Osteoarthritis and Women

 

Women are more likely to suffer from urinary tract issues throughout their lives.

UTIs and Women
Fibroid Awareness Week

Fibroid Awareness Week

It’s Fibroid Awareness Week. Fibroids are muscular tumors, usually benign, that grow in the wall of the uterus for women.

Fibroids can be as small as an apple seed or as big as a grapefruit. 20% to 80% of women develop them by age 50.

Fibroid Size and Frequency

 

Not all women with fibroids have symptoms, but those who do can have pain, pressure on the bladder, frequent urination, or even a swollen abdomen.

Fibroid Symptoms

 

Risk factors for fibroids include age, family history, ethnic origin, obesity, and eating habits, like eating too much red meat. Eating plenty of green veggies is associated with a lower risk of fibroids.

Risk Factors for Fibroids

 

If you get pregnant and have fibroids, you might have more problems during your pregnancy. OB-GYNs are used to this situation, though, so talk to your doctor about your fibroids when you find out you’re pregnant.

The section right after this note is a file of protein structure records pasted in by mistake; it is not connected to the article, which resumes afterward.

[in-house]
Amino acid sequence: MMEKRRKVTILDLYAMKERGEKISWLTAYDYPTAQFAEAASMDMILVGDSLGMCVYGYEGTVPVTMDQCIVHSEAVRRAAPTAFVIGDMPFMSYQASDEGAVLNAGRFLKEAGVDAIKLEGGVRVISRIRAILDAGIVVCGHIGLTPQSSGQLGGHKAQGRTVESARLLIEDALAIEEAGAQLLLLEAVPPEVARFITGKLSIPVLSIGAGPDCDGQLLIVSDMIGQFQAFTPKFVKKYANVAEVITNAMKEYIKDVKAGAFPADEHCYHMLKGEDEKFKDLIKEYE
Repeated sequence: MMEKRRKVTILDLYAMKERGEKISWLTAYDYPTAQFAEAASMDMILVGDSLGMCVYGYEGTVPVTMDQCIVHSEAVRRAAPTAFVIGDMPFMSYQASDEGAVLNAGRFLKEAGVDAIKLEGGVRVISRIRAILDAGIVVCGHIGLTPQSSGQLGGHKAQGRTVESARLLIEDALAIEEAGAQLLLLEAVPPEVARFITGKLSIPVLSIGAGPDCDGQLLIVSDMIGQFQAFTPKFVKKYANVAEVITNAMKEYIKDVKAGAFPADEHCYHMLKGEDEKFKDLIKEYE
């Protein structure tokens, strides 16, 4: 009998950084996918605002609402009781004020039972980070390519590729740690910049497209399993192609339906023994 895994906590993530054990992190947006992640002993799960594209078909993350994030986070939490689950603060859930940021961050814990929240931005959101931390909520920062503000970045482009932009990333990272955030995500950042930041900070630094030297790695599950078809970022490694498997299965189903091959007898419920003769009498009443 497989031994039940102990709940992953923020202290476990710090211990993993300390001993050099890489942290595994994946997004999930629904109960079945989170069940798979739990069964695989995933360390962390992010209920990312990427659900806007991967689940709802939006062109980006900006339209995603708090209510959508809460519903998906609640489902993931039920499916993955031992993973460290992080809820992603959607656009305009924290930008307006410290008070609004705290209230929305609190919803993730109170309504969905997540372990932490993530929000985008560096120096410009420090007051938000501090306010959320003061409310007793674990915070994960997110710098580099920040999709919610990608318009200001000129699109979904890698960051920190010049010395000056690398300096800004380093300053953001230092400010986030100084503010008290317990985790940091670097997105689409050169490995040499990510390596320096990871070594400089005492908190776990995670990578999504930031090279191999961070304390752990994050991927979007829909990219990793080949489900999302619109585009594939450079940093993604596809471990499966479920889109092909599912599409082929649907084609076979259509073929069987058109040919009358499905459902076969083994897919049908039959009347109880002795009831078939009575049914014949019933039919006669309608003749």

Pregnant with Fibroids

 

Your doctor can diagnose you with fibroids through an exam or imaging tests like ultrasounds, X-rays, MRIs, and CT scans.

Diagnosing Fibroids

 

There are treatments for fibroids, including meds and surgery, if you have pain, they’re large, or you want to get pregnant.

Fibroids and Your Future
Cervical Health for Women

Cervical Health Awareness Month 2015

Each day this week for Cervical Health Awareness Month, we shared videos with more info about cervical health and cancer.

See the scope of cervical cancer and learn about making a difference:

 

Cervical Cancer is the second most common cancer for women. Hear some survivors’ stories:

 

Hear about one woman’s journey to inspire Cervical Cancer awareness before she dies:

 

The way that doctors talk to patients about the options available to them makes a big difference. Here is some advice for doctors on recommending HPV vaccines:

 

Hear another woman’s story of facing cervical cancer and her message of prevention:

 

For those suffering and recovering from cervical cancer, yoga can provide welcome relief and therapy:

 

HPV, which causes cervical cancer, can be prevented with the vaccine. And cervical cancer is highly treatable if caught early through regular Pap tests. Learn more: